If you haven’t started saving for retirement, now is the time to fall into a plan!
We are now in Fall, the season when leaves fall, pumpkins abound, and little costumed kids knock on your door for Halloween treats.
After you recover from dodging kids in pumpkin suits, soon you will have to adjust the time on your clocks. Remember time falls back in Fall and springs forward in Spring.
This Fall, have you fallen back in your financial planning? Are you able to spring back?
No one wants to be toiling away in their golden years, at least in stressful, demanding jobs. Working at something and being active will keep you healthy in your retirement years, but you also need the flexibility to do the things you never had the time to do during your working years. A lot will depend on your finances, and how you managed your income and expenses during your working years.
Saving for retirement requires careful planning and important financial decisions. Taking expensive vacations, driving luxury cars, and dining at fine restaurants are great if you can afford it, but if you cannot, you may be putting yourself at future financial risk. If you haven’t done so, now is the time to create a budget on a timeline. Figure out at what age you propose taking retirement and your expected income and expenses during retirement. Map your monthly income and expenses for 2012 and project your annual income and expenses each year in the future up to your year of expected retirement. This will give you a fair idea of your financial situation at retirement. If you need help, I can email you a sample Excel spreadsheet that works for me. Email: email@example.com; or contact me through my website at www.terrytaxes.com.
Remember it’s trick or treat time! Be prepared, and keep an eye out for the kids! Thanks for reading!
Cultivate the habit of filling the bucket at an early age.
It can be a challenge to save money, so it might be best to get children to start early. Instead of giving children a weekly allowance, have them earn their allowance by assigning chores in the home. Chores help build responsibility and a sense of pride. Point out to kids that the family is a “team” and we all have to work together to keep the home neat, clean, and safe.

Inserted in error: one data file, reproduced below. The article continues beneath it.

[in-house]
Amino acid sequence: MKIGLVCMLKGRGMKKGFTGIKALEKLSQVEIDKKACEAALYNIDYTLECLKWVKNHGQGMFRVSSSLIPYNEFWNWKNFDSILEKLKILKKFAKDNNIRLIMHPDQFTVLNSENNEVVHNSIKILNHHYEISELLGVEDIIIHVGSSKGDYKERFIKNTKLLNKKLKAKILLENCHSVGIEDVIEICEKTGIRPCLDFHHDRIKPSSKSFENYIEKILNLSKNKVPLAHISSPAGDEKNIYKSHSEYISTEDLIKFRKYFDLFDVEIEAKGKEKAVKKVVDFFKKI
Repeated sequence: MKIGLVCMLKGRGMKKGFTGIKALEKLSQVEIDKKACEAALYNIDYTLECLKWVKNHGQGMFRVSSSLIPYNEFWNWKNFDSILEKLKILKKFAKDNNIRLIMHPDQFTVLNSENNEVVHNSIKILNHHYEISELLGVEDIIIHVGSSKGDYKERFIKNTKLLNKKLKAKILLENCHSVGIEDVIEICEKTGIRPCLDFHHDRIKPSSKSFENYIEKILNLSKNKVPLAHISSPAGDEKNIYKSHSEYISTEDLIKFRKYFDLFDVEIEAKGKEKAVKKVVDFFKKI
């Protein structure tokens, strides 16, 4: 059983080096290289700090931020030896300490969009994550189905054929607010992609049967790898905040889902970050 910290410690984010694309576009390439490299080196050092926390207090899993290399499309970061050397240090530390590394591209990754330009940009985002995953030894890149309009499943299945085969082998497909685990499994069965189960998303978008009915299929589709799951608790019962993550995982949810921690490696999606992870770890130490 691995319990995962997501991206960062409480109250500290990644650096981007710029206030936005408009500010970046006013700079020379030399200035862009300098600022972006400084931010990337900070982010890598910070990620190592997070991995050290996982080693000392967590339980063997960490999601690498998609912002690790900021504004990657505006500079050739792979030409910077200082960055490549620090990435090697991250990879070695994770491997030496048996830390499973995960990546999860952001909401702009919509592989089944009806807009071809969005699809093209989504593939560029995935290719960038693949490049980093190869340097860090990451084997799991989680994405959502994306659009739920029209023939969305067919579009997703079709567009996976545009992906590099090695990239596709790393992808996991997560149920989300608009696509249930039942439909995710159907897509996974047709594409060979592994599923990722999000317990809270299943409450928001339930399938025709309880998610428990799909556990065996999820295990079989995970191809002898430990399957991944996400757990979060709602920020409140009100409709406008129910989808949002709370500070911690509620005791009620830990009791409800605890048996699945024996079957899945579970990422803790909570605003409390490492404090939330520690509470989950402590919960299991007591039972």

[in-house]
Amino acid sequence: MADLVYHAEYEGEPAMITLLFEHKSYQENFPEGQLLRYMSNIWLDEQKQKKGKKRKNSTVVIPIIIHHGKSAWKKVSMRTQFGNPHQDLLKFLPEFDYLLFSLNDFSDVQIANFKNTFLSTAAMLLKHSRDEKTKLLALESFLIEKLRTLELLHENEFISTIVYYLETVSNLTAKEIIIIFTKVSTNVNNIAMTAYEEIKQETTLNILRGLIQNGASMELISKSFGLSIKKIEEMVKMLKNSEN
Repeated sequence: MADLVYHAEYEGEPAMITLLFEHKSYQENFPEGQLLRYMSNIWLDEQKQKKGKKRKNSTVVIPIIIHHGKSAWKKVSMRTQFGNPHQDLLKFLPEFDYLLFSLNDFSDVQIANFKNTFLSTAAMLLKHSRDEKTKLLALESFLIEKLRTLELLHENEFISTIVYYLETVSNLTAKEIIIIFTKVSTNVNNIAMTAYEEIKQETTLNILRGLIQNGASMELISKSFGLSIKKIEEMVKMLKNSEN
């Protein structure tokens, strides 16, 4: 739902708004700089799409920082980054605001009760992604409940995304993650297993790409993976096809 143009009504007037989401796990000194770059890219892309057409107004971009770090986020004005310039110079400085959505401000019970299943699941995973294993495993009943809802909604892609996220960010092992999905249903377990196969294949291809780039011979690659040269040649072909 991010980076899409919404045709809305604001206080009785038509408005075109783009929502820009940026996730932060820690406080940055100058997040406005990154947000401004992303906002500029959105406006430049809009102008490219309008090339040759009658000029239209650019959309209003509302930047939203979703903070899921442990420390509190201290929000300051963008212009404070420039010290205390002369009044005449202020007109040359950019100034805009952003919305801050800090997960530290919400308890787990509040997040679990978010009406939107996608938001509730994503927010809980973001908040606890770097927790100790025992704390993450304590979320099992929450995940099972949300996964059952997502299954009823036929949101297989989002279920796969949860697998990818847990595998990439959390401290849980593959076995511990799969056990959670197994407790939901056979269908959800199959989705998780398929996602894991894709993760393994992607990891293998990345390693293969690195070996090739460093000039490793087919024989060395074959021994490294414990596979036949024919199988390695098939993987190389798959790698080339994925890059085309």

Here is a real life example of how one of my colleagues established jobs in their home. They put together a list of chores on a weekly calendar. Each job paid 50 cents daily. The children had to put their initials daily to let their parents know that the chore was completed. No intials, no pay! At the end of the week, the youngsters could earn up to $5.00. On pay day, the children were encouraged to put some of their earnings in a piggy bank.
The rest they used for immediate gratification, such as ice cream from Cold Stone. This encourages them to save yet not be too frugal.
Of course parents still need to bear the cost of all those fluffy stuffed animals! 🙂
As kids grow older and become familiar with money and savings, the next step will be to learn about tax savings.
Thanks for reading! Terrytaxes.com
Planning your financial future should start from a young age. Older people will tell you that life gets financially harder as we age. According to a New York Times article, 46 million Americans — 15 percent of the population — are now counted as poor.
My bucket is empty!
Few young people ever think of growing old. They are active, full of vitality, and like having fun. This is the way to go and they should be encouraged to live life to the fullest. However, at some point they have to be made aware of fiscal responsibility. Parents should encourage their children’s financial education, and teach them about the importance of income, spending and saving.
Thanks for reading! Terrytaxes.com